Which directors have you learnt the most from?
‘Luc, of course. And Roberto Benigni [for 2005's ‘The Tiger and the Snow’] was a fantastic encounter for me. He’s not a human, he’s an angel, someone who levitates rather than walks on the ground. I love him.’
Are you interested in directing or writing?
‘I directed a short movie and it went well, but it is not my cup of tea. I like to move on to something else every few months. But writing is a bit different. I’m doing an autobiographical one-man stage show with a friend of mine, a journey from Africa [Reno was born in Casablanca] to Hollywood. I hope to finish it by the end of the year. I will bring it to London as well, of course – my wife is English. And there are very good restaurants in London, and very good beer. Paris only has good restaurants.’
You share a lovely scene with a stray dog in ‘Jo’…
‘It’s always very difficult to work with animals. We spent 45 minutes on that one scene. Once you’ve done it a few times, the dog stops working. My animal is a camel. i don’t know why, but for me it is evident that, inside me, I am a camel. What’s your animal?’
I’ve no idea. An eagle? A penguin?
‘If you decide what your animal is, you understand much more about yourself. I’m not crazy! It’s a very good exercise. Every character has an animal. When Gene Hackman did “French Connection”, he said in an article that he was a bear.’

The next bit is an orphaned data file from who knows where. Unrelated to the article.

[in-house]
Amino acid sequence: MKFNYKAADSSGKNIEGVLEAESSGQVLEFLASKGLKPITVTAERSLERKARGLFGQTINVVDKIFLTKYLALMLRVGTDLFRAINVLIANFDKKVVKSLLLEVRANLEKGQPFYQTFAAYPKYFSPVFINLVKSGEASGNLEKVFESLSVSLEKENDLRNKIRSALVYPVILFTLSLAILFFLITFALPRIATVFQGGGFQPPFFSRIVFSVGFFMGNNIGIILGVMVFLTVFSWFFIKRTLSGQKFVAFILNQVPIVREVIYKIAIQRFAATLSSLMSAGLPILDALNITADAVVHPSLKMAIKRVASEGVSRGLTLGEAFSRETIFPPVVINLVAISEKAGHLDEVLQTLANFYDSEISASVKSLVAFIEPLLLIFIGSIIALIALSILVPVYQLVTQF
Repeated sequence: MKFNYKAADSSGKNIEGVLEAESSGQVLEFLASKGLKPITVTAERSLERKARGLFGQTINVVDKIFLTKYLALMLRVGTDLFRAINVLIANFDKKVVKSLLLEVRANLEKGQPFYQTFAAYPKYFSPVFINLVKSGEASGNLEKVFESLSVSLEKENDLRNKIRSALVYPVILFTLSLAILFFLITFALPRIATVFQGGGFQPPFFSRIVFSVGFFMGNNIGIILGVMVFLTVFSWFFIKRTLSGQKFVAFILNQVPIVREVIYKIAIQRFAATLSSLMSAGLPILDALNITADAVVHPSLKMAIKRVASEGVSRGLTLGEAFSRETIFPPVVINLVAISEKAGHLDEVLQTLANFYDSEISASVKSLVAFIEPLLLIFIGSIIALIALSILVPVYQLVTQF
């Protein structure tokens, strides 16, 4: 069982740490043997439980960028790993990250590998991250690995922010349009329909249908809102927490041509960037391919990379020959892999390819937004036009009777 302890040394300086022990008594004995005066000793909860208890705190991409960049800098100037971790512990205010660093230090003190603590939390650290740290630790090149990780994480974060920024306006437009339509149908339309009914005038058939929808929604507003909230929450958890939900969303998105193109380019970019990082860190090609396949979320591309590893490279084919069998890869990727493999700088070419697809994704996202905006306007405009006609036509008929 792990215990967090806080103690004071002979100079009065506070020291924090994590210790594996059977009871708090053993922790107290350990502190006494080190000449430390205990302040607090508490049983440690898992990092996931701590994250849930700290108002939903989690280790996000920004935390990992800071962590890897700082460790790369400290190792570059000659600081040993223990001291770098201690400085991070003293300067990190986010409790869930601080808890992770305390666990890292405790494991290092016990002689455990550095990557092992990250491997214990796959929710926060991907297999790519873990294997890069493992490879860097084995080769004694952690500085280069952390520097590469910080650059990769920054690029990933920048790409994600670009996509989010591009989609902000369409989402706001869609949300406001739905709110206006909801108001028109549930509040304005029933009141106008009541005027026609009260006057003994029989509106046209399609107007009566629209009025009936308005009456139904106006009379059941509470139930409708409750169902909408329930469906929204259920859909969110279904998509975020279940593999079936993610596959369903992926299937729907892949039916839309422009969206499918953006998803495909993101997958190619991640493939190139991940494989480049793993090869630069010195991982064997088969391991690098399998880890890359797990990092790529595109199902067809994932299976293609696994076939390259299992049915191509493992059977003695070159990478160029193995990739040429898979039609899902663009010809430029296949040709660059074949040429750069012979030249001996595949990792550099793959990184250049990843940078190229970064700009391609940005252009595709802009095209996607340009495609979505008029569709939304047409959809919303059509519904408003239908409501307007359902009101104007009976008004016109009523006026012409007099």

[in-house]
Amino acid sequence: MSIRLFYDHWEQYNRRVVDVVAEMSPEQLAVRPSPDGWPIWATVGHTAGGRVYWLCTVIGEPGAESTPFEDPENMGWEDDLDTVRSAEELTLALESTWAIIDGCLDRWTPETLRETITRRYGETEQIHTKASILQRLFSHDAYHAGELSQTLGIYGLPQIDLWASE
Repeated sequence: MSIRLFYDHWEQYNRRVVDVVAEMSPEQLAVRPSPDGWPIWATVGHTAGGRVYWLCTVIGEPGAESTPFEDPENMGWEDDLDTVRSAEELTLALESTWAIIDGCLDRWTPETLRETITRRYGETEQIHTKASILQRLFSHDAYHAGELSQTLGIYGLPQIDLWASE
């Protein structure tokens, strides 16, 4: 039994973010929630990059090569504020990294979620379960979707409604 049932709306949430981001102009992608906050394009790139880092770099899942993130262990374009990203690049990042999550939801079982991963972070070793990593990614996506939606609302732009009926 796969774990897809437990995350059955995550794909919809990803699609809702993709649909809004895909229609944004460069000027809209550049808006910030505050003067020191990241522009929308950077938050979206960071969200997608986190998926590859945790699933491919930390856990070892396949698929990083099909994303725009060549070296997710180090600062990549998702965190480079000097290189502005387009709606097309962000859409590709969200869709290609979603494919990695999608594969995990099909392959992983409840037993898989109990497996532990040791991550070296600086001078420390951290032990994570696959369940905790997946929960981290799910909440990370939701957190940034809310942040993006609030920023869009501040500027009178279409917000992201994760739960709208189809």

‘Jo’ begins Sunday May 19, 9pm, Fox.
Read our review of the first episode of 'Jo'
The opening case – a corpse left in a crucifixion pose outside Notre Dame – is workaday. Director Charlotte Sieling seems to have mislaid the tension and atmosphere she brought to ‘The Killing’ and ‘The Bridge’. And, while it’s not unusual for dialogue in a foreign TV series to be spoken in English (‘Zen’, ‘Falcón’), it seems utterly perverse to make an almost entirely British cast speak in cod-American accents.
Palm Court at the Langham Hotel
Apparently, it was at this swanky Langham hotel dining room that afternoon tea was first served, more than 140 years ago. We've no reason to doubt them. It still proves a popular draw but it runs alongside a French-influenced menu conceived by head chef Chris King, in partnership with Michel Roux Jr and Albert Roux. That means dishes such as salt-cod brandade tartelette served with a poached hen egg and a piquillo pepper dressing, saffron tagliatelle with artichokes, pine nuts and pied bleu mushroom, sea bream with sauce vierge and anya potatoes and grilled native lobster served with a Pernod butter. Desserts include crême brûlée with strawberries marinated in elderflower, praline profiteroles with chocolate sauce and caramelised hazelnut and tiramisu with espresso jelly and white coffee ice cream. A strong cheese selection also features.
Venue says: “Palm Court is famed as the birthplace of afternoon tea providing a sense of occasion against a backdrop of daily live music.”